The sixties was a decade of transition between older style post war Cadillacs and more contemporary styling of the seventies and beyond. 1963 (and close relative '64) Cadillacs are arguably the last of the older style and the first of the newer.


They have fins, plenty of chrome and almost no plastic. But their form is sharp and defined and without the trim embellishment of most fifties Cadillacs for example. To some this refinement is seen as plain and makes these models less appealing. For myself and other lovers of the '63 models, these cars have true style. They're not loud or retiring. There's just enough restraint that an admirer may easily believe you have chosen the car because you like it, not because others like it.

This restraint is balanced by just enough excess. Take the front grille for example...stacked high, almost architectural in appearance (sometimes likened to a toned down '59 grille) - not so much beautiful but a statement of strength and 'substance of the owner'. This is one area '63 models differ from the substantially similar '64s. The grille in the later model is less complex and appears to have less depth - more similar to Chevrolet (or in Australia, Holden). This does not greatly detract from the appearance but changes the personality. On this point, one of the best ways to subtly upset a '63 owner is to ask how their '64 is going. It's like asking a Canadian which state of America they come from! For a '63 owner, a '64 model is a bit short in the fins, a bit light in the front ensemble and generally a little less of a statement. Okay, it does, however, have a better gearbox, more go and climate control (when it works!).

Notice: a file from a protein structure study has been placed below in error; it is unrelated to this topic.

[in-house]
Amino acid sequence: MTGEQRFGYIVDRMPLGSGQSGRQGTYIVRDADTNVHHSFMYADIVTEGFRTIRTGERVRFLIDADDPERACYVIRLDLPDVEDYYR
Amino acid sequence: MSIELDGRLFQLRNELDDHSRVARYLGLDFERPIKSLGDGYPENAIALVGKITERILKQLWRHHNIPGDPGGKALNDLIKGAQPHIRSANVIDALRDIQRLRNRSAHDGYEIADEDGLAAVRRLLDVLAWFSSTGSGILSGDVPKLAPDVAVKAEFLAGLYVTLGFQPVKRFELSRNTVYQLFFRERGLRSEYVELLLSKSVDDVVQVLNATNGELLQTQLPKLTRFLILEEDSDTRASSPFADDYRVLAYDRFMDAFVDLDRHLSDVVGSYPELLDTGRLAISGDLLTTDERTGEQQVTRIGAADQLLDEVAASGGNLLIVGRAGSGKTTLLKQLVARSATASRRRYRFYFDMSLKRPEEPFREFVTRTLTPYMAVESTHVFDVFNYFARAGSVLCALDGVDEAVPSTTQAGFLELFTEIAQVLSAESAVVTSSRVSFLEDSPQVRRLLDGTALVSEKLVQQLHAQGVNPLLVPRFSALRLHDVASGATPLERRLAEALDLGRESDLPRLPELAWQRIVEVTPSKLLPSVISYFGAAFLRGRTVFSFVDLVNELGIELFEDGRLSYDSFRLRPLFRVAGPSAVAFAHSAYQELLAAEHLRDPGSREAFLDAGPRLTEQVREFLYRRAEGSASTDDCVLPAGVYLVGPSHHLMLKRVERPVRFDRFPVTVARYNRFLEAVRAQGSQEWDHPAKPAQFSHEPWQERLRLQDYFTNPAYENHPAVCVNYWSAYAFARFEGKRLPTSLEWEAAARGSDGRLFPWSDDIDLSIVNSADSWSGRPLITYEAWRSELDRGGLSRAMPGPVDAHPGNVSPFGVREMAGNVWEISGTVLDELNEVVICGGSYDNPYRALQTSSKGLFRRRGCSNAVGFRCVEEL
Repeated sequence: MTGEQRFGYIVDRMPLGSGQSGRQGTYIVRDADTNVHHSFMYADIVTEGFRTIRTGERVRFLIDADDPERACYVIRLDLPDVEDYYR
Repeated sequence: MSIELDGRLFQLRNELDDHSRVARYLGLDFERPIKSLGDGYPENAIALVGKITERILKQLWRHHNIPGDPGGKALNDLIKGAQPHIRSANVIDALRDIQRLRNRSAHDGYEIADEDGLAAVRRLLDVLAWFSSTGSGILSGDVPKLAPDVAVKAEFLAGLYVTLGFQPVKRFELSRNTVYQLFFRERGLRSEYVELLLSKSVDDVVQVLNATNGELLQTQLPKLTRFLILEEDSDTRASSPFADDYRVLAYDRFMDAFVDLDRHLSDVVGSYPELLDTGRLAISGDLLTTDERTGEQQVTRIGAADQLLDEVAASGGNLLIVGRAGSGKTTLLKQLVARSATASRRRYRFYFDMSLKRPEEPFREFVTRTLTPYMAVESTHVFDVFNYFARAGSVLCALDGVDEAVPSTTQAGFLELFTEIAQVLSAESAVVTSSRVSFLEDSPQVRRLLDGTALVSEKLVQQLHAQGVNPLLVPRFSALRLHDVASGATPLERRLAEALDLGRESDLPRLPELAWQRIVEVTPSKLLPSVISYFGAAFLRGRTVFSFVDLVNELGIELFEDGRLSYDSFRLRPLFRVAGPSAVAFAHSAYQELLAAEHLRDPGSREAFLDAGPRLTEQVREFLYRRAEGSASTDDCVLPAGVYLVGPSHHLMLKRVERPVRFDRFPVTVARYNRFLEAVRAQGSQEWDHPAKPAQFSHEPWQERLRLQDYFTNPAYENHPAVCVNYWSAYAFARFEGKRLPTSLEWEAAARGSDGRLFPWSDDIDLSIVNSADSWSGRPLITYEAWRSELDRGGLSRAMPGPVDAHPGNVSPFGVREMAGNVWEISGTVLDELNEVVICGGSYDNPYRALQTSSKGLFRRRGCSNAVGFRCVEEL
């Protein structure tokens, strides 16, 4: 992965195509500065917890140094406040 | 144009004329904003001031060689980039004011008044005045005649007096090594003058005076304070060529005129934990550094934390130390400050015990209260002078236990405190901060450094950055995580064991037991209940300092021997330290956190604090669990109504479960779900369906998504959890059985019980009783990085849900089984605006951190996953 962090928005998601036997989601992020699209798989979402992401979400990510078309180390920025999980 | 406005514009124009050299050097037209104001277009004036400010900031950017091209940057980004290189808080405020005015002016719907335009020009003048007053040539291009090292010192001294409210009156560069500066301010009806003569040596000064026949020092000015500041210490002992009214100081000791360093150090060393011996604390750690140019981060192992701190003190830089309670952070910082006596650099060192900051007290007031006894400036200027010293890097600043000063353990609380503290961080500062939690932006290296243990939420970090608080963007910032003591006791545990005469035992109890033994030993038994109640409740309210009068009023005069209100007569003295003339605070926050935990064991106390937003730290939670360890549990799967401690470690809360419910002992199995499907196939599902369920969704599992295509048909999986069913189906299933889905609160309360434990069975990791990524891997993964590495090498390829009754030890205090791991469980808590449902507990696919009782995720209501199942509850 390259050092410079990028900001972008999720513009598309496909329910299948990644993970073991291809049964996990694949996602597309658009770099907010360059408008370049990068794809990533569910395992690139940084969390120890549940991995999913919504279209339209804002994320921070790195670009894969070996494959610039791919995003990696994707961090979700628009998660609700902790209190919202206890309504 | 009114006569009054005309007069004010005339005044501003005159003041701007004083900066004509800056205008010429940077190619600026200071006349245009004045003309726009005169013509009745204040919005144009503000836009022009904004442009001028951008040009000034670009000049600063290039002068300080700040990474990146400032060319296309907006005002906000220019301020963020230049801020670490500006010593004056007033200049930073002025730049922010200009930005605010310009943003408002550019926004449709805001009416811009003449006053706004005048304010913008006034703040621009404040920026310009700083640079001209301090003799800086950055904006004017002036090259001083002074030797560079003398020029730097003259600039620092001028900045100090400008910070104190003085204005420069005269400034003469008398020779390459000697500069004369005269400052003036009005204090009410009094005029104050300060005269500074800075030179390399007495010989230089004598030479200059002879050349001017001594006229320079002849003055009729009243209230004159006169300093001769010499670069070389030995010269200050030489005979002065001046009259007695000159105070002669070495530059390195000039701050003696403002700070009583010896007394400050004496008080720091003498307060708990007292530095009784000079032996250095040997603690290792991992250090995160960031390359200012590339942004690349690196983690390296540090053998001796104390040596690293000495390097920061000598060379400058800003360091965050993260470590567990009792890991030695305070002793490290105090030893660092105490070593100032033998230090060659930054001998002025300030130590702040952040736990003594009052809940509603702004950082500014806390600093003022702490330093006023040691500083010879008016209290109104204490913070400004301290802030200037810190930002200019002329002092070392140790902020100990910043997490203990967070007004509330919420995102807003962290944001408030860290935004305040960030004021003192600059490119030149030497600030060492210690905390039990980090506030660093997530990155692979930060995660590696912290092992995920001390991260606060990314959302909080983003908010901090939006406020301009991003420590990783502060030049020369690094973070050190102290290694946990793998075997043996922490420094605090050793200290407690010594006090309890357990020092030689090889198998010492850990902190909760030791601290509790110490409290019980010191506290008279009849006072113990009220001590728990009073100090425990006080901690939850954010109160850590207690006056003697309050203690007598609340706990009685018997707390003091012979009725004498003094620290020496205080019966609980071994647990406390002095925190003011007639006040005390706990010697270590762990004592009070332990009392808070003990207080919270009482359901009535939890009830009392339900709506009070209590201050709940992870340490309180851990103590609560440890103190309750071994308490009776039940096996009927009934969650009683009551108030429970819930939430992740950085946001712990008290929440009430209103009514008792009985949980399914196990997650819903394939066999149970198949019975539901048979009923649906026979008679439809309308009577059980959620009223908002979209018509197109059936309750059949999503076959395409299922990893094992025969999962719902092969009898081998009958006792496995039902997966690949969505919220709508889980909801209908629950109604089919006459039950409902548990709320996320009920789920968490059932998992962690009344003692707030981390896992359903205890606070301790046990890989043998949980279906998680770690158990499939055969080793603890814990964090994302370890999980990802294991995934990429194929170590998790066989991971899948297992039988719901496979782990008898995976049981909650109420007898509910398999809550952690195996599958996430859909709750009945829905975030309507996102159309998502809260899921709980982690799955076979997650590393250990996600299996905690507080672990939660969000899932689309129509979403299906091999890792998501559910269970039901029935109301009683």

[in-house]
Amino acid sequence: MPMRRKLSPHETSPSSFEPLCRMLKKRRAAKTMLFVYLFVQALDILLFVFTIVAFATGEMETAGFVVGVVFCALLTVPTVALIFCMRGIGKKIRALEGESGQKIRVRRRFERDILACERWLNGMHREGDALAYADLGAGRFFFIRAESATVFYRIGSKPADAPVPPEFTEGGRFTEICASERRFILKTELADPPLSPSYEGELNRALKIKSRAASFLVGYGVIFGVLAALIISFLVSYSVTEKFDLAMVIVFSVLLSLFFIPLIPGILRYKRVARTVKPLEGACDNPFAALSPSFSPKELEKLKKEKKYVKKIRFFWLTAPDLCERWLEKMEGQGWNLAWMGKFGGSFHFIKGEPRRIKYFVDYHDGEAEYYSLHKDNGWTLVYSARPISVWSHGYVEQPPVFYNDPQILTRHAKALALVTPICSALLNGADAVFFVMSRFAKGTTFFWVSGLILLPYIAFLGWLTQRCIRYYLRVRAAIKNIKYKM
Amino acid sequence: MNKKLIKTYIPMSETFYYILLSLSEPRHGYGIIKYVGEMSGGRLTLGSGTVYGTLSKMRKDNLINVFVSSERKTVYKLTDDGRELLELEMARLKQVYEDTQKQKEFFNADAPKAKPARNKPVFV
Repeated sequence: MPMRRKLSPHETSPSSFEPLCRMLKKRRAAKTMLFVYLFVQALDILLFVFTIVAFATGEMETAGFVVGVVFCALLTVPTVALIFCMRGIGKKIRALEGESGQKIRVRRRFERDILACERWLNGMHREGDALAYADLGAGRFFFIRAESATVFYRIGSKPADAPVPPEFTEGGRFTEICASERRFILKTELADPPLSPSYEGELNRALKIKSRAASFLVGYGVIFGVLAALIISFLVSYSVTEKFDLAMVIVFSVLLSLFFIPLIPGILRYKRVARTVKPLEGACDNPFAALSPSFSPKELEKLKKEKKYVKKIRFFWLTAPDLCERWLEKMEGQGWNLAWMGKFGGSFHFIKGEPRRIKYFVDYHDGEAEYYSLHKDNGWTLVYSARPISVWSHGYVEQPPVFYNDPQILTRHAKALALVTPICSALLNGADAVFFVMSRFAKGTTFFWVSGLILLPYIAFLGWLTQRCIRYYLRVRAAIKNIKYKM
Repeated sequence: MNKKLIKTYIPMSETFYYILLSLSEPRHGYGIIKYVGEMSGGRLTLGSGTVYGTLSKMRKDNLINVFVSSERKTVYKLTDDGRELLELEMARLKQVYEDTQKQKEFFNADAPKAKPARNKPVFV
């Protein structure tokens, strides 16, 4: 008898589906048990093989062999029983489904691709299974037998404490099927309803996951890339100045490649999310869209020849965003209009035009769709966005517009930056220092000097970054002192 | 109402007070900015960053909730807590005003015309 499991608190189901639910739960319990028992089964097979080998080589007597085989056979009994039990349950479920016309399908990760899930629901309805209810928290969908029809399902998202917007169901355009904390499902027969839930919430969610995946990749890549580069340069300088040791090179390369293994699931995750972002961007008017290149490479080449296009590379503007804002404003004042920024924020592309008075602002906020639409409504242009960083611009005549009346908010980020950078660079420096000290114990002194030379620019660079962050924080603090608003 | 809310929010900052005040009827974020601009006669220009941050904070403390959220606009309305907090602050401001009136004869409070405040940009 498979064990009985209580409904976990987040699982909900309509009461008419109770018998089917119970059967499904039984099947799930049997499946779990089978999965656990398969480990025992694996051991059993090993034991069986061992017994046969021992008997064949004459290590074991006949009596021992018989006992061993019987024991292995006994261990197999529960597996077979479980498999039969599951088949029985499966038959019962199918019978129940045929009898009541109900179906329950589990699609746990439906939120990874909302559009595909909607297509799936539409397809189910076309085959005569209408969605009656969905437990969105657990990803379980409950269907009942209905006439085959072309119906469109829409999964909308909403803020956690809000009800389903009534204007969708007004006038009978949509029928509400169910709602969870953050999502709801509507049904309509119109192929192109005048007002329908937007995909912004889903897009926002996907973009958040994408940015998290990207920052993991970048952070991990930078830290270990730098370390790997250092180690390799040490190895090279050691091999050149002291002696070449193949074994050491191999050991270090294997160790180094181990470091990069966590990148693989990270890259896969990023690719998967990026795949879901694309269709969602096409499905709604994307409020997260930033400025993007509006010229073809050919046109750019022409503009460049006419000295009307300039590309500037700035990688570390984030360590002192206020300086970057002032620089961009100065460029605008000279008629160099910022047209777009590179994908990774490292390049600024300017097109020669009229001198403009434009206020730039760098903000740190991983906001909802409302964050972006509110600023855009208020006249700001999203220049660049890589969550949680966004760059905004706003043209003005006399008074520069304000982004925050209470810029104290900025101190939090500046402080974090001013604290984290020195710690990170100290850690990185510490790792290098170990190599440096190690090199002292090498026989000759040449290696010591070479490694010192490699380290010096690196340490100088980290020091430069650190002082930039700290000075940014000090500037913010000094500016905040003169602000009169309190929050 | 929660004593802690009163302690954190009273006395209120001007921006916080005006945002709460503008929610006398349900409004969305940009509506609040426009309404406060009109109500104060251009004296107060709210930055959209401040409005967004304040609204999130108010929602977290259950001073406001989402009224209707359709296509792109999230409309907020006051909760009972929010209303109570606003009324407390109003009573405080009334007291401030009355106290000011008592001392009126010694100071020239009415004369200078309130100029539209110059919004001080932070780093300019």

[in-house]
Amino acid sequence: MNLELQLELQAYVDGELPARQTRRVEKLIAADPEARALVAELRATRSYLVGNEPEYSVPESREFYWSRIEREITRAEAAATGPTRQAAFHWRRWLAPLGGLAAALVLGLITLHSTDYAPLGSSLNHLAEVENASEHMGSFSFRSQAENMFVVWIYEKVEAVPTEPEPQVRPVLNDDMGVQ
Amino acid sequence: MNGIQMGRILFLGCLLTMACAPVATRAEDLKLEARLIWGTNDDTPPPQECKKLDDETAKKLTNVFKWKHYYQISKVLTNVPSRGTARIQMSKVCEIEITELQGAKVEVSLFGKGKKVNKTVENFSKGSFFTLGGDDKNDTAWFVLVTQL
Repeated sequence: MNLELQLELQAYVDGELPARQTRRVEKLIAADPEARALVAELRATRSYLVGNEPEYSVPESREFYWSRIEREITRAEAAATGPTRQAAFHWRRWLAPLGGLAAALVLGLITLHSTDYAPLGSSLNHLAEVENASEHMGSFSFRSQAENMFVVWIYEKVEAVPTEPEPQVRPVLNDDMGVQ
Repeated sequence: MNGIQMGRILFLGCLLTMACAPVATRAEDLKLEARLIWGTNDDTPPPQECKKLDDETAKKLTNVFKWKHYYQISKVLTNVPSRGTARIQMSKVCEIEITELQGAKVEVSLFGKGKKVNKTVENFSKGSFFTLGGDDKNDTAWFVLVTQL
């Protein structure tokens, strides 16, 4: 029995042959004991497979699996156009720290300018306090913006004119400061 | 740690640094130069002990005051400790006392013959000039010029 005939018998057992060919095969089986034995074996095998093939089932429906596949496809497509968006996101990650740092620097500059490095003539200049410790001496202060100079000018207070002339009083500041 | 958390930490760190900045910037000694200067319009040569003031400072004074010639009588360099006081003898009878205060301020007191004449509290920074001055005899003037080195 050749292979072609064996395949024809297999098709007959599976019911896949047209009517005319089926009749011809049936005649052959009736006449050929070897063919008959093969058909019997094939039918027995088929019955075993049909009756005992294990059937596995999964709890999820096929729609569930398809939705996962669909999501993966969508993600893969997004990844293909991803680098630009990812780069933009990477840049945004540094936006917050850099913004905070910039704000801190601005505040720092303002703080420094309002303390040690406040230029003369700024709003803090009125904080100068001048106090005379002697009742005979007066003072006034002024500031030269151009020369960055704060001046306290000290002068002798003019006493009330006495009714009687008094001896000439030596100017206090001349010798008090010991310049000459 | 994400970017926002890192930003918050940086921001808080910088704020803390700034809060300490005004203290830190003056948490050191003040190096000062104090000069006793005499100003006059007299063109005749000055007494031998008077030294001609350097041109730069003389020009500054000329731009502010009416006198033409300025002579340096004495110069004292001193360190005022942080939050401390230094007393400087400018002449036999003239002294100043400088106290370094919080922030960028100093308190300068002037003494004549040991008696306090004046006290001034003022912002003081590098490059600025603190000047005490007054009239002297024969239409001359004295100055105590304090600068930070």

Another attractive feature of the '63/64 generation is the clean side profile with only the fins rising neatly from the continuous length of uninterrupted sheet metal (also true of the 1960 models). 1963 is the first year of strongly defined contour on the hood and trunk - again styling forms that along with the modern 'A' pillar design mark the transition towards contemporary appearance. Image

'63 model convertibles arguably look the best of the post war models with the top up. The more linear forms resulting from the stretched fabric of the soft top combined with the larger 'C' pillar suit the sheet metal work much better than in the rounded forms of earlier models. It is not an outstanding car for interior features but on DeVille models (convertibles) the blending of the die cast interior door handles (with integrated courtesy lights) into the continuous band of stainless is particularly tasteful.

Of course to many members of the public, 'taste' and Cadillac do not sit well together. However, this is largely a reaction to exposure of the more 'common' late fifties models and let's be honest - size! Owners of '63s are still driving full size models but in this case the message seems to be more one of class rather than excess. People still smile and invariably offer remarks of appreciation (or at worst size). Owners know they're driving something exciting but the car allows just enough modesty for them not to need to make too much of it..."you like it, thanks, actually it's my daily driver, I forget how unusual it is" (but that's not true is it!). 
Adam Laws